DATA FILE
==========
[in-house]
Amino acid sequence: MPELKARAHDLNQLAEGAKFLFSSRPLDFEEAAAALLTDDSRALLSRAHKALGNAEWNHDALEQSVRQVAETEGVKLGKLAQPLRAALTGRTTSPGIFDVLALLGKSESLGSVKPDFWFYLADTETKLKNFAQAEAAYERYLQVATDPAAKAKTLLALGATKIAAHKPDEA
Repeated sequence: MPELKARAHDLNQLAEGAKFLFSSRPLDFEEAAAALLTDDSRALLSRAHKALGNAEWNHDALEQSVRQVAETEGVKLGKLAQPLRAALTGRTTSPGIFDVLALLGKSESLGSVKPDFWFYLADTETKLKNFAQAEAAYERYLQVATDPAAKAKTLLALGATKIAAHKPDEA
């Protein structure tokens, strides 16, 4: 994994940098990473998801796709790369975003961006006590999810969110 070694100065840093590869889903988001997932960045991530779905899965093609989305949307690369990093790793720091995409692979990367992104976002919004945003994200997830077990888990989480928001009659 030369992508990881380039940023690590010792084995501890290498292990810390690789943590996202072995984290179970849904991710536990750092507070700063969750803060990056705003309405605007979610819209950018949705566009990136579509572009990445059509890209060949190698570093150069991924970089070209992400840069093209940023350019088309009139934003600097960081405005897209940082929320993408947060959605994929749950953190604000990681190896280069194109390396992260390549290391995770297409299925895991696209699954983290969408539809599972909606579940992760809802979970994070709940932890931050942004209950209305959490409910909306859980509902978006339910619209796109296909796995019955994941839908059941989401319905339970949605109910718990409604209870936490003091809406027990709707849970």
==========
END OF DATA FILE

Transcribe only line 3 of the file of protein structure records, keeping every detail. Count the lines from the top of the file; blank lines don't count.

Repeated sequence: MPELKARAHDLNQLAEGAKFLFSSRPLDFEEAAAALLTDDSRALLSRAHKALGNAEWNHDALEQSVRQVAETEGVKLGKLAQPLRAALTGRTTSPGIFDVLALLGKSESLGSVKPDFWFYLADTETKLKNFAQAEAAYERYLQVATDPAAKAKTLLALGATKIAAHKPDEA